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Banks are poised and ready to pounce when the next wave of funding becomes available for businesses scrambling to claim forgivable federal loans to help them weather the coronavirus crisis.

"Everybody's going to be rushing at the exact same minute, and because everyone has this backlog of applications it's going to go in 24 to 48 hours — it will go fast," said Jay Dale, market president for First Horizon Bank in Chattanooga.

Banks in Tennessee wrote about $6.5 billion in loans before the money ran out less than two weeks after applications launched for the $349 billion Paycheck Protection Program. Congress was grappling Tuesday to reach a deal to dump another $500 billion into the system for businesses left out in the cold when banks stopped taking applications on Thursday.

Robert K. Fisher, a commercial Realtor with Keller Williams, was in that group.

"To me, I think the real issue is there seemed to be two start dates," said Fisher, who banks with Truist Bank, formerly SunTrust. "The bigger companies got invited on the first start date, and I had to apply on the second start date, so I'm suspicious that the money ran out with the first people and maybe no one in the second batch even got any money."

While a spokesman for Truist Bank said the bank did not stagger applications, some banks, including First Horizon, opened the process in phases to manage the deluge. Anyone who has already applied will be in line when the process resumes, Dale said.

"We did have some that had their application in and complete but the clock ran out," Dale said. "We will prioritize those that had their application in and the money ran out, but once we get the green light we will also start accepting new applications."

First Horizon wrote about $1.6 billion of Paycheck Protection Program loans, including $175 million to Chattanooga businesses, before the federal relief program was depleted. First Horizon received 8,500 loan requests across the state, including over 500 in Chattanooga, but was able to fund just over a third of all of the requests.

Pinnacle Financial Partners processed about 6,000 applications and made approvals for $1.8 billion, and there are another 5,500 applications waiting in the system, said Joe Bass, Pinnacle spokesman.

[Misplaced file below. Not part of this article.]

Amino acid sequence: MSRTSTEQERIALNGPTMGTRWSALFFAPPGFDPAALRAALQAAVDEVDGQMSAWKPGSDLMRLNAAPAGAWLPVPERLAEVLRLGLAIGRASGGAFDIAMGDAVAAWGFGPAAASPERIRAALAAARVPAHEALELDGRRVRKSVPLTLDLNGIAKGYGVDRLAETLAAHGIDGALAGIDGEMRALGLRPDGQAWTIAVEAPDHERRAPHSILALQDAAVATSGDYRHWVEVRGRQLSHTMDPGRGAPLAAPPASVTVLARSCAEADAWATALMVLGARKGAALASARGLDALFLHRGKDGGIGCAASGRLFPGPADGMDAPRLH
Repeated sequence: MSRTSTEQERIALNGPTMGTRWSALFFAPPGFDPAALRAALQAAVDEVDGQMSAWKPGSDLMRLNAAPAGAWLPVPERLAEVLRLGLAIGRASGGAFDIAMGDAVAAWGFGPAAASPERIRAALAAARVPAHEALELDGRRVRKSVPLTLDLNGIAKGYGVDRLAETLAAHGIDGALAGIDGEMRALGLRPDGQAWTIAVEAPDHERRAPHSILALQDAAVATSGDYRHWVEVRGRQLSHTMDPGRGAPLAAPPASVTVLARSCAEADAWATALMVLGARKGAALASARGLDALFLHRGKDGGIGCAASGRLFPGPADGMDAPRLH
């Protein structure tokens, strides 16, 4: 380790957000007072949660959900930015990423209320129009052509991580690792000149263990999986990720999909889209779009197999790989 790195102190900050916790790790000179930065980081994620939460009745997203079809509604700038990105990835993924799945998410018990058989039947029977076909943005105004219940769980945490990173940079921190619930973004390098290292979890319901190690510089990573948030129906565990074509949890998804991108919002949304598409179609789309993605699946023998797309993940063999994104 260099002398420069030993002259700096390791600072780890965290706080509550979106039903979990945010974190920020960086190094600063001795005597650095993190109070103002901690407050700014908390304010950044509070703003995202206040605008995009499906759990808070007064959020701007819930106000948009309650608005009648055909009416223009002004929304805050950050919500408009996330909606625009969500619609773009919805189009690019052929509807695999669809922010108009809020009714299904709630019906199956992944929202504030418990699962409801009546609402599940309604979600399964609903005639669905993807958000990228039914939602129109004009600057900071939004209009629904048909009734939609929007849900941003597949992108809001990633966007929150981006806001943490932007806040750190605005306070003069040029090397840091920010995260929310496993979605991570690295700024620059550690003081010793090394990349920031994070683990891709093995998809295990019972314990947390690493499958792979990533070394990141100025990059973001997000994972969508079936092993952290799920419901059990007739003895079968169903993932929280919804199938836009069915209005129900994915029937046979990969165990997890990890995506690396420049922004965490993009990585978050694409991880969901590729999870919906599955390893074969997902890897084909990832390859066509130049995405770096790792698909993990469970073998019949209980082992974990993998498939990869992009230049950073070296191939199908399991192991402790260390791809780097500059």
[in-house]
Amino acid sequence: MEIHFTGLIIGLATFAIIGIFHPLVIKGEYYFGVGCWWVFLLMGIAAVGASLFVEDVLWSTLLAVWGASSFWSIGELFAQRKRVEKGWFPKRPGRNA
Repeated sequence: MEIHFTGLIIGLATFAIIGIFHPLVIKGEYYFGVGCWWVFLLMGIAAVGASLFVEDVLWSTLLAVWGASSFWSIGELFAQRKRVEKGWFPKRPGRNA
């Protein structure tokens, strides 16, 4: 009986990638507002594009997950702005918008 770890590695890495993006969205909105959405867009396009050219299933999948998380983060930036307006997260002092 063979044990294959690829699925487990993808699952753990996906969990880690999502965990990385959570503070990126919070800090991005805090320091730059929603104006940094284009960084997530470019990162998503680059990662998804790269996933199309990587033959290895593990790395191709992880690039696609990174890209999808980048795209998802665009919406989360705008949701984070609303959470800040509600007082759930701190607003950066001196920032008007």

"We have not stopped running," he said. "We're reviewing applications by hand and uploading them so we can send a boatload of applications to the [Small Business Administration]."

George Wilson, CEO and co-founder of Southern Payroll and Benefits, said his four-person company saw their Payroll Protection Program funds hit their account with Pinnacle on Monday night, and money from their Economic Injury Disaster Loan application showed up Tuesday morning.

Over the last few weeks, Southern Payroll and Benefits has shifted from a focus on business processing for their clients entirely to understanding these relief programs and helping their clients get access to them, Wilson said.

"We've got about half of our clients that have one or the other [loans], and multiple have received both," he said.

The Economic Injury Disaster Loan program, which may be a better fit for some businesses than the Paycheck Protection Program, also ran out of money last week, said Lynn Chesnutt, director of the Tennessee Small Business Development Center. He expects Congress to refresh funding for that program at the same time they replenish the Paycheck Protection Program, Chesnutt said.

To service demand for the Paycheck Protection Program, banks had to build new systems in a matter of days that would have normally taken months to develop. The kinks in the processes are still being worked out, but they've made a lot of progress since the applications opened April 3, Chesnutt added.

"The banks have pretty much figured it out on their side," he said.

Dale said First Horizon will not have to stagger the process this time out.

"This time it's all rolled out so there's no phases," he said. "Now it's just a race to get the money. We'll be ready to run as fast as we can."

Contact Mary Fortune at mfortune@timesfreepress.com or 423-757-6653. Follow her on Twitter at @maryfortune.

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